Hardy perennials, which, by definition, return year after year, will survive harsh winters---some even without mulch or other protections. The downside, according to Clemson University Extension Service, is that many winter-tough perennials won't thrive in long, hot summers. Choosing hardy perennials well suited to your conditions will increase chances of long-lived blooming plants in your yard.
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Many groundcover perennials will survive hard winters and spread each year. Alpine rock cress grows 6 to 12 inches high with early-spring, pinkish-white blooms; it does best in full sun. Excellent for rock gardens, rock cress complements a planting of spring bulbs. Creeping phlox is low growing and blooms in mats of flowers early in the spring. A rapidly spreading perennial, creeping phlox is available in a range of colours. Tiarella, also known as foam flower, prefers shady spots and puts up spikes of pink blooms in late spring.
One of the best known hardy perennials, basket-of-gold is a shrubby yellow perennial sometimes called gold dust. It grows up to 12 inches and blooms from mid-spring through early summer. It needs full sun and dry, well drained soil; according to the North Dakota State Extension Service, many hardy perennials are subject to root rot in poorly drained soil. Another sun-loving perennial, blue dogbane, blooms in early summer, with light blue flowers on 3-foot plants.
For shady areas, the large-leafed ligularia, also known as golden groundsel, blooms with daisy-like flowers in leafy clumps. Another hardy perennial, sea holly blooms with blue and grey-green flowers beginning in midsummer. Sea holly can grow up to 4 feet, with large, attractive leaves; it prefers full sun. Gayfeather, also known as liatris, attracts butterflies and bees; it has grassy foliage and flowers in late summer with feathery spikes of pink, purple or white blooms.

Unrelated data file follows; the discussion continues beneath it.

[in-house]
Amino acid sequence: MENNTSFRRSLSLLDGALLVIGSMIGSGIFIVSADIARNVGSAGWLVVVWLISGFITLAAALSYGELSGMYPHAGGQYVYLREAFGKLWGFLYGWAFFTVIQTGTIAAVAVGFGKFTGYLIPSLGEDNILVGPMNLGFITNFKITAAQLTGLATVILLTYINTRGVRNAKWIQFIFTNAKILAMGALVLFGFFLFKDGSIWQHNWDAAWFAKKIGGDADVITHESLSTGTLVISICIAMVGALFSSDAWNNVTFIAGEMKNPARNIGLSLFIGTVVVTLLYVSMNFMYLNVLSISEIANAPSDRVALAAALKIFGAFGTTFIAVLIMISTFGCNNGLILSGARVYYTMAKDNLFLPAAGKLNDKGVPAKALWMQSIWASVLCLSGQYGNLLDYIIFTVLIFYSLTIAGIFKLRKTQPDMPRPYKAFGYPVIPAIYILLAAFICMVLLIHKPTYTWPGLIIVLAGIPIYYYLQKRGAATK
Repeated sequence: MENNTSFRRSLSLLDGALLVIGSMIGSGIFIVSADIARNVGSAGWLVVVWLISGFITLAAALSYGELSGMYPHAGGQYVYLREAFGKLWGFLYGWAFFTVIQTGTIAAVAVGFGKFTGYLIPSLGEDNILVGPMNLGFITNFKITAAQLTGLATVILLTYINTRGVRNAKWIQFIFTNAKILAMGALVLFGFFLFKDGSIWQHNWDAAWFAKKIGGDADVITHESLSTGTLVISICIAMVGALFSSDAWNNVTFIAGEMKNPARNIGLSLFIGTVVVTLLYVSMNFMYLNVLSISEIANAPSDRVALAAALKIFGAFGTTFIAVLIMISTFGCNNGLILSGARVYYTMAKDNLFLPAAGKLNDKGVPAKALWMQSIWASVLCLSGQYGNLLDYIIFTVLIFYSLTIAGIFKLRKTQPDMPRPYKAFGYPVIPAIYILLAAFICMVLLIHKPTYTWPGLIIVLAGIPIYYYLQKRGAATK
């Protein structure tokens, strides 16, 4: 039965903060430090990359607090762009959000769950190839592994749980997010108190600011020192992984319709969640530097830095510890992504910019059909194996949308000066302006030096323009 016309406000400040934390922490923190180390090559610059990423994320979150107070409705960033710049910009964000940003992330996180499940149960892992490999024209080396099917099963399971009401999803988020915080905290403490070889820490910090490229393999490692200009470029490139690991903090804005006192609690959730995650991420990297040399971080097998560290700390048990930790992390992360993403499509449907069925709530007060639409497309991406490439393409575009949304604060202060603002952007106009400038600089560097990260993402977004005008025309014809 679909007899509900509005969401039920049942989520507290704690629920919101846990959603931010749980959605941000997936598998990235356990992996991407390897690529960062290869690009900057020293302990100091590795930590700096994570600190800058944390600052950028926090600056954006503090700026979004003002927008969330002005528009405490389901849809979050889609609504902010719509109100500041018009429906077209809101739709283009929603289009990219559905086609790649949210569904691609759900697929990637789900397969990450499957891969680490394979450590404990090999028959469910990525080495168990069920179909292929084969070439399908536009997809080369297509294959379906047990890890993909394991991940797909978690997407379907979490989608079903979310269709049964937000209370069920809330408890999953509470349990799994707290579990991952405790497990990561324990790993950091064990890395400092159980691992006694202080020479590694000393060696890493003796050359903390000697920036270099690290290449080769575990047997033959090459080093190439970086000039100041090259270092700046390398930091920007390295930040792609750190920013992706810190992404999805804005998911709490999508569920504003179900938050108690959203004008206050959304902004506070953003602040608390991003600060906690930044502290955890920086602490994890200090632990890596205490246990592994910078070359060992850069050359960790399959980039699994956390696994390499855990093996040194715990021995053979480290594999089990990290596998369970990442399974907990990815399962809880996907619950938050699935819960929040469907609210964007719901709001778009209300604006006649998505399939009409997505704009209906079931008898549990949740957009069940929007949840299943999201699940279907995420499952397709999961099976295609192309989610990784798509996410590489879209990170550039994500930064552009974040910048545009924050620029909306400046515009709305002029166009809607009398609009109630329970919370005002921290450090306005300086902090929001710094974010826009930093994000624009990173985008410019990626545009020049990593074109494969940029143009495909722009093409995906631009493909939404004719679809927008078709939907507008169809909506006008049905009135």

Shade-tolerant hardy perennials
In shady gardens, astilbe blooms in early summer and will grow from 1 to 4 feet tall. A small and pretty hardy perennial that will grow just about anywhere is yarrow---it grows wild in many areas of the country and will bloom and re-bloom in the harshest conditions. Another classic perennial, the bleeding heart is far more hardy than its delicate blooms would suggest. It does well in shaded areas and survives for years if well established. Penstemon, popular in many northern gardens, is available in many colours and varieties---check for shade tolerance for the varieties you choose.
Veronica, sometimes called speedwell, blooms in early summer and is available in several varieties. Another blue perennial with notable hardiness is May Night salvia; it grows up to 3 feet and blooms all summer. If you love foxgloves but they won't survive in your area, try monkshood---it puts up tall spires late in the summer with deep blue flowers that attract butterflies and bees.
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